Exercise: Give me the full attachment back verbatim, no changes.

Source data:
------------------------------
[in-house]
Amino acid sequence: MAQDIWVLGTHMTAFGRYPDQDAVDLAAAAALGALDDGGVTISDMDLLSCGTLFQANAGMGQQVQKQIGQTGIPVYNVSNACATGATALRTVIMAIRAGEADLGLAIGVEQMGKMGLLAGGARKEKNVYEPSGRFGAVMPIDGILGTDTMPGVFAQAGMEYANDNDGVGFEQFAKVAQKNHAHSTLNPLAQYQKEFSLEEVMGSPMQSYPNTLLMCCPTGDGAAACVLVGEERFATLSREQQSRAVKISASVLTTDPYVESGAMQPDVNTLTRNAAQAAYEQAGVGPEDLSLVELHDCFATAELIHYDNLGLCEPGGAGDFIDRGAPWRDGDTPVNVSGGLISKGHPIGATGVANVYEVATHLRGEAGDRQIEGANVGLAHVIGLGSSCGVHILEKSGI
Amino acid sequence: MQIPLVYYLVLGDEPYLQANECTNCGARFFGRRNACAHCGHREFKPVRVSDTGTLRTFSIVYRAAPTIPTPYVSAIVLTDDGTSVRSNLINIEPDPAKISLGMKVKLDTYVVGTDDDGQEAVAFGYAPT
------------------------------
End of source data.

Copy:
[in-house]
Amino acid sequence: MAQDIWVLGTHMTAFGRYPDQDAVDLAAAAALGALDDGGVTISDMDLLSCGTLFQANAGMGQQVQKQIGQTGIPVYNVSNACATGATALRTVIMAIRAGEADLGLAIGVEQMGKMGLLAGGARKEKNVYEPSGRFGAVMPIDGILGTDTMPGVFAQAGMEYANDNDGVGFEQFAKVAQKNHAHSTLNPLAQYQKEFSLEEVMGSPMQSYPNTLLMCCPTGDGAAACVLVGEERFATLSREQQSRAVKISASVLTTDPYVESGAMQPDVNTLTRNAAQAAYEQAGVGPEDLSLVELHDCFATAELIHYDNLGLCEPGGAGDFIDRGAPWRDGDTPVNVSGGLISKGHPIGATGVANVYEVATHLRGEAGDRQIEGANVGLAHVIGLGSSCGVHILEKSGI
Amino acid sequence: MQIPLVYYLVLGDEPYLQANECTNCGARFFGRRNACAHCGHREFKPVRVSDTGTLRTFSIVYRAAPTIPTPYVSAIVLTDDGTSVRSNLINIEPDPAKISLGMKVKLDTYVVGTDDDGQEAVAFGYAPT